Most of it - motors, controller, batteries, contactors, liquid cooling ... can all be put into the next vehicle. I'm out the parts and effort on the battery box, a transmission adapter, and a lot of labour but not a lot of cash .. unless I overheat the DC motor somehow
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Old 09-27-2015, 12:10 AM   #2094 (permalink)
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Quote:
Originally Posted by MPaulHolmes View Post
It's so much fun reading all the new posts when all I did was go to costco and eat some pizza. haha. The controller on instructables doesn't have voltage monitoring, but it can control current precisely into the battery pack or from the battery pack.

Here's the piece of code that controls the current into the battery without knowledge of the pack voltage:
Code:
	batteryCurrentLong = __builtin_mulss(Ia,pdc1) + __builtin_mulss(Ib,pdc2) + __builtin_mulss(-Ia-Ib,pdc3);  // batteryCurrent is in [-4096*sqrt(3)/2, 4096*sqrt(3)/2] = [-3547, 3547].


if (batteryCurrentNormalized < -maxBatteryCurrentNormalizedRegen) { // maxRegenCurrent is negative.  Computed in "InitializeThrottleAndCurrentVariables()".
		// averageDuty = (pdc1+pdc2+pdc3)/3.  But division is slow.  So, do this instead:
		// averageDuty = 65536 * ((pdc1+pdc2+pdc3)/3) / 65536
		// averageDuty = 21845 * (pdc1+pdc2+pdc3) / 65536
		// averageDuty = (21845 * (pdc1+pdc2+pdc3)) >> 16
		averageDuty = __builtin_mulss(21845, pdc1+pdc2+pdc3) >> 16;	// avoiding divide by 3.  HAHA.  
		if (averageDuty > 0) {
			temp = -__builtin_divsd(maxBatteryCurrentNormalizedRegen,averageDuty); // This is the first try at IqRefRef.  Later, other values will be calculated based on throttle.  Keep the one closest to zero.
			if (IqRefRef < temp) {
				IqRefRef = temp;  // if it was more negative, then make it smaller in magnitude, 'cuz there's too much friggen current going into the batteries!!!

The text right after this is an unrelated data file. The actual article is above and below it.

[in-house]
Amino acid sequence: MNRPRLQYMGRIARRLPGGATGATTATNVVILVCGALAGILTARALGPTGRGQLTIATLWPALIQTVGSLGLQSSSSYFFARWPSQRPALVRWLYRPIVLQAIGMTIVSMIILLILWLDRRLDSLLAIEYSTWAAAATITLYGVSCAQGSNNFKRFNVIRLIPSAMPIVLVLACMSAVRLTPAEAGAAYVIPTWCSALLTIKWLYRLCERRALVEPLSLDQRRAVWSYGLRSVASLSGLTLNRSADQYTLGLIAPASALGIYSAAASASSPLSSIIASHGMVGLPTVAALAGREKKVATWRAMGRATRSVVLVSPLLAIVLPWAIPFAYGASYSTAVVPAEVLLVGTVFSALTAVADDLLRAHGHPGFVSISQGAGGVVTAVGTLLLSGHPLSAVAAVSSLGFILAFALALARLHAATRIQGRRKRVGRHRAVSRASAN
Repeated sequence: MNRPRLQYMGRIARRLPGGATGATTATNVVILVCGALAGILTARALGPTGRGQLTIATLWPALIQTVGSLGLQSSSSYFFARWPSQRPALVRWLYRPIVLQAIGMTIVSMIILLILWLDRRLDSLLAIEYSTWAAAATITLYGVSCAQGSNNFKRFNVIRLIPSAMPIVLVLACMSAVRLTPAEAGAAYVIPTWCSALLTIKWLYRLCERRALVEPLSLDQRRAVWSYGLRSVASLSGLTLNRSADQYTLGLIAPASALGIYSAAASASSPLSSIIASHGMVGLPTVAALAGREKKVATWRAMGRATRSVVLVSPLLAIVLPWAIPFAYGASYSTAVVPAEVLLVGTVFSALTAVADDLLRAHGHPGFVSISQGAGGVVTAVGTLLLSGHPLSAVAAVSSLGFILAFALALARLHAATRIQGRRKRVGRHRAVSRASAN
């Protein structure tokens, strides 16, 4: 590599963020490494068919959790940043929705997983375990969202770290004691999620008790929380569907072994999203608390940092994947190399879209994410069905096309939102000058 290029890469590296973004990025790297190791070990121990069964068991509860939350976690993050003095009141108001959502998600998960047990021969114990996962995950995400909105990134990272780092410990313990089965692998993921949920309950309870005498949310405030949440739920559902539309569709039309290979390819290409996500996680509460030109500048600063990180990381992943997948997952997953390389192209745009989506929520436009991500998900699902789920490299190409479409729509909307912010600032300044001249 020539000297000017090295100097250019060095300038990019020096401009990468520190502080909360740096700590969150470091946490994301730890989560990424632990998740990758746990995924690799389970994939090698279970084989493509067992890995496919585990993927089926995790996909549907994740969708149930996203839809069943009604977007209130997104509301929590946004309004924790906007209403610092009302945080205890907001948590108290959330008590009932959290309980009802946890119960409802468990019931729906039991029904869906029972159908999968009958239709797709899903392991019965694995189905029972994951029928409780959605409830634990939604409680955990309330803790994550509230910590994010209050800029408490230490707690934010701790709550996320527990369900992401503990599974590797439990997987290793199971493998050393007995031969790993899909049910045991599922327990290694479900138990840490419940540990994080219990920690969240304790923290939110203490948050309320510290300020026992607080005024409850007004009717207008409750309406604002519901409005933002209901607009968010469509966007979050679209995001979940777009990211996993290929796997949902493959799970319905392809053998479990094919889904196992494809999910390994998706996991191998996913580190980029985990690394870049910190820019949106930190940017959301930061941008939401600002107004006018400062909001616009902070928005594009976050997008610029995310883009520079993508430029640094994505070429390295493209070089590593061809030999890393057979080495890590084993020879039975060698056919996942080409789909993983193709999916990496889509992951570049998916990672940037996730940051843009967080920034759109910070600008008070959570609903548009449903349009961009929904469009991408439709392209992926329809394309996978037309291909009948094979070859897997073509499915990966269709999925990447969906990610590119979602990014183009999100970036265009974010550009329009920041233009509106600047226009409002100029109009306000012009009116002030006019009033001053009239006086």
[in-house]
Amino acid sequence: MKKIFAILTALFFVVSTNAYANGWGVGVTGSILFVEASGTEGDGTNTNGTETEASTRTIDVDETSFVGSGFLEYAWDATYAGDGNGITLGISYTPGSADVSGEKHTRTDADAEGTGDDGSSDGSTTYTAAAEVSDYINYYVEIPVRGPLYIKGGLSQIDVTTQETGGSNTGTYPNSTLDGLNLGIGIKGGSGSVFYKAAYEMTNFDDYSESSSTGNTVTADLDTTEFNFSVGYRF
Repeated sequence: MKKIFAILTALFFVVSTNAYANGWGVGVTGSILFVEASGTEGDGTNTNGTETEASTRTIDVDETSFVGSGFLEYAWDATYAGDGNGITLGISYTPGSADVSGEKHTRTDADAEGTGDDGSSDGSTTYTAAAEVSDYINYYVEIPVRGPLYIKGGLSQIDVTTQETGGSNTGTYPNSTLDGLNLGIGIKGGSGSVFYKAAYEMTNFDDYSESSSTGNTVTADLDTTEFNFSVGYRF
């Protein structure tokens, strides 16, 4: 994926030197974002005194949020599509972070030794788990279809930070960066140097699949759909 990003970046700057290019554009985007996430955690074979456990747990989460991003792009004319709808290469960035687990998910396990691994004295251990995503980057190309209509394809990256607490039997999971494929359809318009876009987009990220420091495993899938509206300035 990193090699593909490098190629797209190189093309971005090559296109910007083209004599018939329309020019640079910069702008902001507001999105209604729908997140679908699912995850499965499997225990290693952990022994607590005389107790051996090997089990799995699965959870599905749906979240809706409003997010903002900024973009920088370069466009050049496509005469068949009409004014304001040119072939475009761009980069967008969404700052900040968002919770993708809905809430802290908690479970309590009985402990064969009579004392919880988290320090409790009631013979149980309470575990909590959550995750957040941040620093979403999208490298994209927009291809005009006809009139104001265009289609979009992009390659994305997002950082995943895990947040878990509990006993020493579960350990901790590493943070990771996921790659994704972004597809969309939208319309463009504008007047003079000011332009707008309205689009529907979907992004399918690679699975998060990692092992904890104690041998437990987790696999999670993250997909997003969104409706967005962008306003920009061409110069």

}
		}
	}
By the way, I've fixed a few bugs and sensorless is so close to being debugged and working! The code now is much more complete and fancy than the instructables code. well, I think it's gotten better. I'll upload it in just a couple days once it's in a useable place.
Looking forward to it! Maybe I could get a copy of the code as well this time around?

Quote:
EDIT: Without voltage monitoring (which is super easy to include, and actually was included on the revision board that got stolen that was on my laptop, but I'm not angry at all. nope), I think the controller could precisely command constant current into the batteries, somehow using the motor windings for an inductor, but it wouldn't know when to stop, unless it was told somehow. I haven't seen the link you guys are talking about, but I know it could be done. I just feel it way down deep.
Link we are discussing Patent US4920475 - Integrated traction inverter and battery charger apparatus - Google Patents

I didn't realize that there was hardware installed to monitor voltage on the pack. More stuff to add sometime in the future, when the control stuff has been worked out